Hitler never forgave the Luftwaffe for their failure. Before his suicide on 30 April 1945 as the Third Reich crumbled in the closing days of the European war, Hitler dictated his last Will and Political Testament in which he denounced both the Luftwaffe and the Wehrmacht, naming Admiral Donitz of the Kriegsmarine as his successor as Chancellor of Germany. (PROSE: The Shadow in the Glass)
In 2040, the Third Doctor and Jo Grant attended a recreation of the Battle of Britain to commemorate the 100th anniversary. The show concluded with a tribute to the pilots reading: "WE WILL REMEMBER THEM" in English as well as a German translation, "DIE GEFALLENEN BLEIBEN IN ALLE EWIGKEIT IN UNSEREM GEDENKEN", to acknowledge the improvement of European relations since the end of the war. (PROSE: /Carpenter/Butterfly/Baronet)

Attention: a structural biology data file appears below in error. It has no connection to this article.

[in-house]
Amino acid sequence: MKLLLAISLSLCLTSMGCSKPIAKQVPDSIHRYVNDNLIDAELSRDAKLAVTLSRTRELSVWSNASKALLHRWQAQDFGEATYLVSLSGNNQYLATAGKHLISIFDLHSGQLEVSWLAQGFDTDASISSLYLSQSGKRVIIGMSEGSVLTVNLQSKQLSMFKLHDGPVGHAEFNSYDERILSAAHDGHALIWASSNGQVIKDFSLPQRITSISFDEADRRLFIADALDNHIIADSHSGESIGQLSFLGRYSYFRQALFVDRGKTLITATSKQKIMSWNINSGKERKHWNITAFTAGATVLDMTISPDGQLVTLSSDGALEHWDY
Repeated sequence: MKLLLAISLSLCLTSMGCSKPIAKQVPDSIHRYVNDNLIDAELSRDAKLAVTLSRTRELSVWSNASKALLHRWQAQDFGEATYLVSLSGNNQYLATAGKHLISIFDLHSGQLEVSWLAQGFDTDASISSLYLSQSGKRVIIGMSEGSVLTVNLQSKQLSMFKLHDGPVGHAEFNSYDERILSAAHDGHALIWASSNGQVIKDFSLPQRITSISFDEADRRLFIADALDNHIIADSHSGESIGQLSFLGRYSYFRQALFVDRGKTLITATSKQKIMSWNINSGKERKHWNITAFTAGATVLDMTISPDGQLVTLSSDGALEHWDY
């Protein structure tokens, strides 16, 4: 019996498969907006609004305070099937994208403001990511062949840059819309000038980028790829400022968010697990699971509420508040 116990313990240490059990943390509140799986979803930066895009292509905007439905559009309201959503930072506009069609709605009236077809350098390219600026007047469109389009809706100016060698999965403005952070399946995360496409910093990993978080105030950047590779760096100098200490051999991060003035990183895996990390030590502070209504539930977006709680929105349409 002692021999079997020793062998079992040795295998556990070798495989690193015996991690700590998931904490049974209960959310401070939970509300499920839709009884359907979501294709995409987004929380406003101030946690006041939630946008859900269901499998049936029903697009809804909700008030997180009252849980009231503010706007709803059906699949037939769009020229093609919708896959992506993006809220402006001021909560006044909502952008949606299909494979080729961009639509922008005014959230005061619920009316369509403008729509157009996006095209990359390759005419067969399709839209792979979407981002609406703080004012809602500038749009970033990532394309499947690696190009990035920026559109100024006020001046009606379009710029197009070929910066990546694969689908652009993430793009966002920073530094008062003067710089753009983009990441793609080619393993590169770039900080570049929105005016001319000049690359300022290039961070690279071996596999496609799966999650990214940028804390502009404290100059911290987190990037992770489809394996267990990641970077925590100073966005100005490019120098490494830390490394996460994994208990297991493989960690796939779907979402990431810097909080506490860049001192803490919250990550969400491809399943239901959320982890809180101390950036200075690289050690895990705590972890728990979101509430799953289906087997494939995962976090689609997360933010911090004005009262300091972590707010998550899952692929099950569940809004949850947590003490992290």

Alternate timelines Edit
On the R101 on 5 October 1930, the Eighth Doctor noted that if a Triskele energy weapon was brought back to Britain it would result in the production of Spitfires armed with laser cannons that could easily win the Battle of Britain, warning that the course of history could be changed. (AUDIO: Storm Warning)
In an alternate timeline in which Hitler acquired the power of the Timewyrm, the Luftwaffe destroyed the RAF in the Battle of Britain. The British Army surrendered shortly after in the ensuing invasion. (PROSE: Timewyrm: Exodus)
Behind the scenes Edit
The Big Finish audio story Human Conflict is titled in reference to the line "Never in the field of human conflict was so much owed by so many to so few" from a wartime speech given by Churchill on 20 August 1940 regarding the ongoing Battle of Britain.